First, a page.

What is a PFA or Protection From Abuse Order in Family Law?

Schwartz, Fox & Saltzman, LLC. – Philadelphia Divorce Lawyers

In the state of Pennsylvania a judge may grant a Protection From Abuse (PFA) order to safeguard an individual who is at risk of being physically or sexually abused. If you believe you need a PFA filed on your behalf, the Pennsylvania family law attorneys at SFS Attorneys can help you get the abuse protection you need and in filing your petition. 

This guide from SFS Attorneys explains what a PFA order is, an overview of the PFA process, and how it works under Pennsylvania family law.

What is a PFA?

A Protection From Abuse order is a type of restraining order established to protect victims of domestic violence. PFAs are granted by Pennsylvania judges to protect individuals from further abuse or if they have a reasonable fear abuse may occur. You can get a PFA if someone in your family, an intimate partner or someone with whom you share children has, is continuing to, or is trying to harm or abuse you or a minor child. Abuse includes physical or sexual abuse, preventing you from going somewhere, making you feel afraid of getting hurt, stalking you, or threatening you with imminent serious bodily harm.

Protections a PFA May Offer

A PFA limits the contact an abusive person can have with you for instances such as fear of imminent serious bodily injury, involuntary deviate sexual intercourse, or sexual assault among others. Such limits may include prohibiting the abuser from coming to your home, school, or place of work, evicting the abuser from your home, and giving you temporary sole custody of minor children. A PFA may also order the alleged abuser to give up any weapons or firearms in their possession and to pay financial support to you and your minor children.

Who May File for a PFA Order

A victim of abuse may file a PFA against a family member, intimate partner, or other adult household member with a petition to the court. Common victims who may file for a PFA in Pennsylvania include:

  • Spouse
  • Ex spouse
  • Domestic partner
  • Same-sex partner
  • Parents
  • Children
  • Current or former sexual or intimate partners
  • Relations by blood

Types of Protection From Abuse Orders

In Pennsylvania there are several different types of PFA orders that can be granted.

If you are in immediate need of protection and the courts are closed, you can call 911 and get connected with the magisterial district judge on-call to obtain a temporary protection order. If the judge believes you or your minor children are in immediate danger, they will grant you an emergency order of protection lasting for 24 hours. You will then need to apply for an ex parte PFA on the next business day.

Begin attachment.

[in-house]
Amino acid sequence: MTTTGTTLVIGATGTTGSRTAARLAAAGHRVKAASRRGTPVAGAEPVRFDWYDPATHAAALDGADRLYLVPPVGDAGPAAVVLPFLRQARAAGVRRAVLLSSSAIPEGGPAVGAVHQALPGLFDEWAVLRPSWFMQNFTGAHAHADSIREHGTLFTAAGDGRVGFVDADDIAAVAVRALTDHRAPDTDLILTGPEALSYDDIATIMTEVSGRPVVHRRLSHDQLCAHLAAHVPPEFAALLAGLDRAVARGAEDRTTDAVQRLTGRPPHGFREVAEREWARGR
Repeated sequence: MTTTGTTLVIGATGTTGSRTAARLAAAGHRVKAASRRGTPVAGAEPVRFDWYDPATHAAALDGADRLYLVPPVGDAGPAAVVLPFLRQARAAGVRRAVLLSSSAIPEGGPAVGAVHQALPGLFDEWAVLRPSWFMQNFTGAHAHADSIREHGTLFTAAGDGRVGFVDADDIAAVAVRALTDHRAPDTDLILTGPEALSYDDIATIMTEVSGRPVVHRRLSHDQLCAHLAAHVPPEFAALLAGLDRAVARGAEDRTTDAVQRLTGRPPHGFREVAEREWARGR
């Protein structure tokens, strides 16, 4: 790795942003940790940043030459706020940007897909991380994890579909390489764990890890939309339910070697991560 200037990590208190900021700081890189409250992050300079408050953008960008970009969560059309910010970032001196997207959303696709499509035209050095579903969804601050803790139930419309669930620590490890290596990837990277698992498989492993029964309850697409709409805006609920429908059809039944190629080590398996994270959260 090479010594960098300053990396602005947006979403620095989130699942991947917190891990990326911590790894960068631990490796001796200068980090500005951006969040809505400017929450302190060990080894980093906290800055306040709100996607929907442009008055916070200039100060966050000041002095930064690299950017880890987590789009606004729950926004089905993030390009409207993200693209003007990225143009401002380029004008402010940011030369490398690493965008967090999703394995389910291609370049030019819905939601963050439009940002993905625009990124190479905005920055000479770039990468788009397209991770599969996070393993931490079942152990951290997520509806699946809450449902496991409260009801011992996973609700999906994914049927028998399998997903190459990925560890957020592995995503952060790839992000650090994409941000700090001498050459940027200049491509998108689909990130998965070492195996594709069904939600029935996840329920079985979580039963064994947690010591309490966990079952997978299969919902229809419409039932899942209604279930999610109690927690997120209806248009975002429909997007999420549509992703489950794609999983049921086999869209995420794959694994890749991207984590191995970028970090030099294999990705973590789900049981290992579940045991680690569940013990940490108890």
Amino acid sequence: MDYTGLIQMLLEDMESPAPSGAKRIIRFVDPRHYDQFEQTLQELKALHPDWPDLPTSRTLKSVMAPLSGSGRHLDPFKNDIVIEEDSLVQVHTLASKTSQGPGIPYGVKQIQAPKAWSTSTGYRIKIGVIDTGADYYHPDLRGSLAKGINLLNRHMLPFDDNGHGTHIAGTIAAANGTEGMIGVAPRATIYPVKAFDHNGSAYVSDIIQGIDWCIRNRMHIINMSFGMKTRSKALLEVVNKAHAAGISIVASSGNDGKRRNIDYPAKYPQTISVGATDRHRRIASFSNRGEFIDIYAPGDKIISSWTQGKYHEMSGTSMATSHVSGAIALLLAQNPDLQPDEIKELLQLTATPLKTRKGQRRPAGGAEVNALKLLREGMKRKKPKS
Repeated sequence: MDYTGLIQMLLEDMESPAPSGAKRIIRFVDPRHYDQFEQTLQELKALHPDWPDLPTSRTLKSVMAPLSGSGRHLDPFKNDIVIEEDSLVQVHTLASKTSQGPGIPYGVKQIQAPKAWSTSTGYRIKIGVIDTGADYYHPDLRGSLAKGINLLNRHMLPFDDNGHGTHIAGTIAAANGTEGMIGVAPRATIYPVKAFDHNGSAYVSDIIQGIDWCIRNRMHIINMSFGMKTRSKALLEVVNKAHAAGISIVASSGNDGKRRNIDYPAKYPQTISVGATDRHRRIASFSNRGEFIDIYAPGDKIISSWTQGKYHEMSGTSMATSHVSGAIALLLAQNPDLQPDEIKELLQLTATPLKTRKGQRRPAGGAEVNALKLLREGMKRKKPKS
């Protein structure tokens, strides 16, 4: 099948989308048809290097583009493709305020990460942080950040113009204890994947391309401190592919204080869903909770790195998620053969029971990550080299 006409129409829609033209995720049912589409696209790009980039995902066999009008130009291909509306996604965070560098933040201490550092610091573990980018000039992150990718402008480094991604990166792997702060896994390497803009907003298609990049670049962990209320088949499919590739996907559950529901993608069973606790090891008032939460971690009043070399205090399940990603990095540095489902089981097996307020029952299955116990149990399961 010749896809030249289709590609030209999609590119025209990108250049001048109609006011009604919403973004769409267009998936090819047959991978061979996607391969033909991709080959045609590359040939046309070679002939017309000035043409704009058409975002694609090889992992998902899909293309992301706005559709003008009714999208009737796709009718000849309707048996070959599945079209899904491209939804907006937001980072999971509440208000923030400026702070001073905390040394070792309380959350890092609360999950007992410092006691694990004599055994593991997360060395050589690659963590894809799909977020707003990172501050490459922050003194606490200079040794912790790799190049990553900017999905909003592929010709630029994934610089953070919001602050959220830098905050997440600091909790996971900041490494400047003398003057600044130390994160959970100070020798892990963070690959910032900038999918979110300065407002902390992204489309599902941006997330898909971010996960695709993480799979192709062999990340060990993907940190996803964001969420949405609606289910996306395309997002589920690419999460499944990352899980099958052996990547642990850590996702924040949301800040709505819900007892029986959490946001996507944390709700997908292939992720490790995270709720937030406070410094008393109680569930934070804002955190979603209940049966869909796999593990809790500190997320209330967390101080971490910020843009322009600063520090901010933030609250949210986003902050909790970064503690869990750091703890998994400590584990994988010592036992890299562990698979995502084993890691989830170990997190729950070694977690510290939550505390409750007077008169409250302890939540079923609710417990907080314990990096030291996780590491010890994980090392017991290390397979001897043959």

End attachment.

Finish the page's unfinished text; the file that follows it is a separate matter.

If you apply for PFA on a day court is in session, and if the judge believes you or your minor children need protection, an ex parte temporary PFA will be put in place. Ex parte simply means the defendant, your abuser, neither receives notification prior to the judge ordering the temporary PFA, nor be present in court. The temporary order is usually valid for as long as it takes for you to have a full hearing for a final PFA. This court hearing should be scheduled within 10 business days of your receiving the ex parte temporary PFA.

At your final hearing, both you and your abuser will be present and allowed to testify, present evidence, and provide witness testimony. If the judge feels it is warranted, they will issue a final PFA order which can last for up to 3 years, and can even get extended beyond the initial 3 years if necessary. 

Length of a PFA

An emergency order of protection lasts for 24 hours. An ex parte temporary PFA order usually lasts until a final PFA hearing is scheduled. It is required the final PFA hearing be scheduled within 10 days of receiving the ex parte temporary PFA. However, at the first court listing, it can be continued for a number of reasons. A final order can last for up to three years or beyond if extended. 

What Happens if an Abuser Violates a PFA

If your abuser violates the PFA order, you should call the police and report the violation immediately. You may be directed to file a criminal complaint and an arrest warrant may be issued for the abuser. A contempt hearing will get scheduled to take place in front of a judge who, if they find the abuser violated the PFA, can sentence the abuser to jail and/or fine them.

If your abuser is jailed, be sure to request you get notified upon their release.

Does a PFA Appear on a Background Check?

Since PFAs are a civil matter, they do not show up on a criminal background check. 

How Does a PFA Affect Child Custody

A PFA court order can temporarily alter a child custody schedule if the parties to the PFA are the parents of a child who is currently subject to a child custody order. Any PFA-associated changes to a child custody order are not permanent.

Talk with a Family Law Attorney

If you are a victim of spousal abuse or your minor children need protection, our legal team is here to help you. We have decades of experience in complex family law cases and are ready to assist you. Call us today for a free consultation

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